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Mr F. C. Greenfield (F): Back in the mid-1960s I remember being impressed with a paper read by a very young Sam Thorburn to a 1-day piling conference held at the Institution of Civil Engineers, his subject being mainly piles founded on bed rock in Scotland. Whitaker & Cooke read a paper about their work on piles in London clay, the emphasis being on settlement of a single pile under the constant rate of penetration test. The subject of interaction of piles-let alone interaction of piles (or other foundations) with structure and soil-was very much in its infancy, and structural engineers and geotechnic engineers seemed to work in some sort of splendid isolation!
Building work on the French Pantheon (the Church of Sainte-Genevieve) was started in 1756, and there was a celebrated dispute, in 1770, as to whether or not the crossing piers would be strong enough to carry the projected dome. In the event, the piers were indeed found to be defective, but not for the reasons originally suggested. The technical history of this building is presented in this paper; the form of construction led effectively to a thin skin of each pier carrying the entire load. Local stress concentrations then produced the splitting and spalling observed in the piers. Similar defects may be seen in some crossing piers of medieval cathedrals; although the details of construction are different, medieval piers, as those of the Pantheon, can have weak central cores. Professor J. Heyman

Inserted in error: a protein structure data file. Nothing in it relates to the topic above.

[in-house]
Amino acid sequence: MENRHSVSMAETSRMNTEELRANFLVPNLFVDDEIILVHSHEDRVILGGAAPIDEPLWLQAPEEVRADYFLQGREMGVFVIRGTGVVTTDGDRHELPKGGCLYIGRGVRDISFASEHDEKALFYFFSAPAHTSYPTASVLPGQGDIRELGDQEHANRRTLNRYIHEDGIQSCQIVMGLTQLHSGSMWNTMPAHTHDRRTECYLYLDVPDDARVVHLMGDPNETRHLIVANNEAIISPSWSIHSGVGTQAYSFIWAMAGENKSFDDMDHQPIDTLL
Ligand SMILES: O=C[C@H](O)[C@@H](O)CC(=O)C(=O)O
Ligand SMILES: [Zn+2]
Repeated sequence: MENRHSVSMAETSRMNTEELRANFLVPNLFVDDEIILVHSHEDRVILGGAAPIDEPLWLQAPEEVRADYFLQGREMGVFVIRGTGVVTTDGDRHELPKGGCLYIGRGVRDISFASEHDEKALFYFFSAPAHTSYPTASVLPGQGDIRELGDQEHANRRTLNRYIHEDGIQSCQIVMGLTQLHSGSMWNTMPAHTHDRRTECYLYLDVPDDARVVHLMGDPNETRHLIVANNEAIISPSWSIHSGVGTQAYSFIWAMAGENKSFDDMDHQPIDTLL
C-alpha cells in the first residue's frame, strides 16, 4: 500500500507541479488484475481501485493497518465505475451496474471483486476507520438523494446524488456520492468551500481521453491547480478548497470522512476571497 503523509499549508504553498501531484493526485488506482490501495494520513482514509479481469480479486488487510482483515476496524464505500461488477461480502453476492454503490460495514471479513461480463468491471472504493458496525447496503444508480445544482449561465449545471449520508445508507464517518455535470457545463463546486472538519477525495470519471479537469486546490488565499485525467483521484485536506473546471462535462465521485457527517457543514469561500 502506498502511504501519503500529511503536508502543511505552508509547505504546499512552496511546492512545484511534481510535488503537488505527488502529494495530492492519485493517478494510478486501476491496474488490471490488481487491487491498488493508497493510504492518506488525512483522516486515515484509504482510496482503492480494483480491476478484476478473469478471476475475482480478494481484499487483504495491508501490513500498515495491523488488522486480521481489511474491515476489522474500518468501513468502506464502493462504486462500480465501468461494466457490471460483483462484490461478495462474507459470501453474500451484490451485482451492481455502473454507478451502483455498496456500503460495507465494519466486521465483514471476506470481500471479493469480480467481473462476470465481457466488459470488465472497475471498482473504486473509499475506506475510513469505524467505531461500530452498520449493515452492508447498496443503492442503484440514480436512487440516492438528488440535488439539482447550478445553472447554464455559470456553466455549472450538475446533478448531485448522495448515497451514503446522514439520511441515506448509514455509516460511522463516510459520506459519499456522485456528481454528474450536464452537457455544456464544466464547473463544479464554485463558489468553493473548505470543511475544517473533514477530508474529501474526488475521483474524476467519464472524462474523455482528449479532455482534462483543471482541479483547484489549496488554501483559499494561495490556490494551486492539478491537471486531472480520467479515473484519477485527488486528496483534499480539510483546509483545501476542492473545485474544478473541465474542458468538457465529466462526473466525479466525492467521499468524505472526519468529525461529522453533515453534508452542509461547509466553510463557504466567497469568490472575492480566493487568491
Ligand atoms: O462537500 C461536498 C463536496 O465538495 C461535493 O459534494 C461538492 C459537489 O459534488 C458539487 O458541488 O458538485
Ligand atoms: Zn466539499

A Union view of elections to the Engineering Assembly Mr John Lyons, the General Secretary of the Engineers' & Managers' Association and also a member of the Engineering Council, has voiced strong criticism, in the June issue of his union's journal, of the four major engineering institutions. The targets for his criticism are the lists of selected candidates for the elections to the Engineering Assembly published by each of the institutions. The comments made by Mr Lyons, which may be of interest to our members and which have been extracted from the press release, are as follows: The Assembly, as a vehicle for the views of the profession, faces the possibility of being stillborn. If this happens it will be down to the actions of the four major engineering institutions, who have set out in an organised way to secure as many seats as possible for their own chosen nominees . . . to the detriment of smaller institutions. Verulam